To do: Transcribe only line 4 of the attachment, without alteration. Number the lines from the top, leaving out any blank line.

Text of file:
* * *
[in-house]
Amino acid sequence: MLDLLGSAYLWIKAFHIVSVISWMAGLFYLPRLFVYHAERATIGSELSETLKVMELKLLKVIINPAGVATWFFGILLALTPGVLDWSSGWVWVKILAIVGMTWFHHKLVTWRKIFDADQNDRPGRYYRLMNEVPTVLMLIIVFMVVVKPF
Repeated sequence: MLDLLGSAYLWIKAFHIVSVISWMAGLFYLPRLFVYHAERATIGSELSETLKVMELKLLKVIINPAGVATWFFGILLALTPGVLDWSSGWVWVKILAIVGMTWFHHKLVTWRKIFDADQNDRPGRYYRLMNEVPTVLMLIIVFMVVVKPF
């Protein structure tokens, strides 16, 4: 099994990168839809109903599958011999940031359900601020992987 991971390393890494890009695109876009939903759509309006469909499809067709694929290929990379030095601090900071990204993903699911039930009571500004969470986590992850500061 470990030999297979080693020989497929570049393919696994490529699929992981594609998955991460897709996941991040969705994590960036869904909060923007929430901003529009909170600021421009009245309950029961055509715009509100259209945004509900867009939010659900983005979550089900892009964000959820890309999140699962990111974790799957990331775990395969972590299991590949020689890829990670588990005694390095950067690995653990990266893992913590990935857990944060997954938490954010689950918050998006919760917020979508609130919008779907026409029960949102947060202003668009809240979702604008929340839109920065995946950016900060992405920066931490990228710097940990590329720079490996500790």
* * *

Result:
């Protein structure tokens, strides 16, 4: 099994990168839809109903599958011999940031359900601020992987 991971390393890494890009695109876009939903759509309006469909499809067709694929290929990379030095601090900071990204993903699911039930009571500004969470986590992850500061 470990030999297979080693020989497929570049393919696994490529699929992981594609998955991460897709996941991040969705994590960036869904909060923007929430901003529009909170600021421009009245309950029961055509715009509100259209945004509900867009939010659900983005979550089900892009964000959820890309999140699962990111974790799957990331775990395969972590299991590949020689890829990670588990005694390095950067690995653990990266893992913590990935857990944060997954938490954010689950918050998006919760917020979508609130919008779907026409029960949102947060202003668009809240979702604008929340839109920065995946950016900060992405920066931490990228710097940990590329720079490996500790």